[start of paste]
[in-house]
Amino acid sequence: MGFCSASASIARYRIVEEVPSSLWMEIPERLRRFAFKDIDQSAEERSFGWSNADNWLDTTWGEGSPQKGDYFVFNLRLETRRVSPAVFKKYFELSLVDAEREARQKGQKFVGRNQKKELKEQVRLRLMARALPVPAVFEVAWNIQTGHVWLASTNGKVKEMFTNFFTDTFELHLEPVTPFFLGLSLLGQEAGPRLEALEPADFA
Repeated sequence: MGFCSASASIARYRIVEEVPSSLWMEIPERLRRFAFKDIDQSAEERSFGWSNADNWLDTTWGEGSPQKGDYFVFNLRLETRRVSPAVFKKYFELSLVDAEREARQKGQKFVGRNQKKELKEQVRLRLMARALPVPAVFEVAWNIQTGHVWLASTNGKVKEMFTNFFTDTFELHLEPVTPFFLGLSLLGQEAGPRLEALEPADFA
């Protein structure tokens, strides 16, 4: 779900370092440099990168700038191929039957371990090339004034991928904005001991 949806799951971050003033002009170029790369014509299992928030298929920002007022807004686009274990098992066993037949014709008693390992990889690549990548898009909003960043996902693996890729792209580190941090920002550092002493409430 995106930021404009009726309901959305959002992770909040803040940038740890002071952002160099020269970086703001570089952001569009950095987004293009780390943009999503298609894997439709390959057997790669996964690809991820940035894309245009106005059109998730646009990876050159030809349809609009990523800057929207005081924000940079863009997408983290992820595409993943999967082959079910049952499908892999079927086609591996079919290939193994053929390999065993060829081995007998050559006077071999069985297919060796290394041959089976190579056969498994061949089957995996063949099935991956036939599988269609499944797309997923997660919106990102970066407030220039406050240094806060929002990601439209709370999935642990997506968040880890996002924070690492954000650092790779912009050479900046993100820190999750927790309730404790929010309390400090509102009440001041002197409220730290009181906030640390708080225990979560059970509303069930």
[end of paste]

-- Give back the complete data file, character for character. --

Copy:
[in-house]
Amino acid sequence: MGFCSASASIARYRIVEEVPSSLWMEIPERLRRFAFKDIDQSAEERSFGWSNADNWLDTTWGEGSPQKGDYFVFNLRLETRRVSPAVFKKYFELSLVDAEREARQKGQKFVGRNQKKELKEQVRLRLMARALPVPAVFEVAWNIQTGHVWLASTNGKVKEMFTNFFTDTFELHLEPVTPFFLGLSLLGQEAGPRLEALEPADFA
Repeated sequence: MGFCSASASIARYRIVEEVPSSLWMEIPERLRRFAFKDIDQSAEERSFGWSNADNWLDTTWGEGSPQKGDYFVFNLRLETRRVSPAVFKKYFELSLVDAEREARQKGQKFVGRNQKKELKEQVRLRLMARALPVPAVFEVAWNIQTGHVWLASTNGKVKEMFTNFFTDTFELHLEPVTPFFLGLSLLGQEAGPRLEALEPADFA
């Protein structure tokens, strides 16, 4: 779900370092440099990168700038191929039957371990090339004034991928904005001991 949806799951971050003033002009170029790369014509299992928030298929920002007022807004686009274990098992066993037949014709008693390992990889690549990548898009909003960043996902693996890729792209580190941090920002550092002493409430 995106930021404009009726309901959305959002992770909040803040940038740890002071952002160099020269970086703001570089952001569009950095987004293009780390943009999503298609894997439709390959057997790669996964690809991820940035894309245009106005059109998730646009990876050159030809349809609009990523800057929207005081924000940079863009997408983290992820595409993943999967082959079910049952499908892999079927086609591996079919290939193994053929390999065993060829081995007998050559006077071999069985297919060796290394041959089976190579056969498994061949089957995996063949099935991956036939599988269609499944797309997923997660919106990102970066407030220039406050240094806060929002990601439209709370999935642990997506968040880890996002924070690492954000650092790779912009050479900046993100820190999750927790309730404790929010309390400090509102009440001041002197409220730290009181906030640390708080225990979560059970509303069930």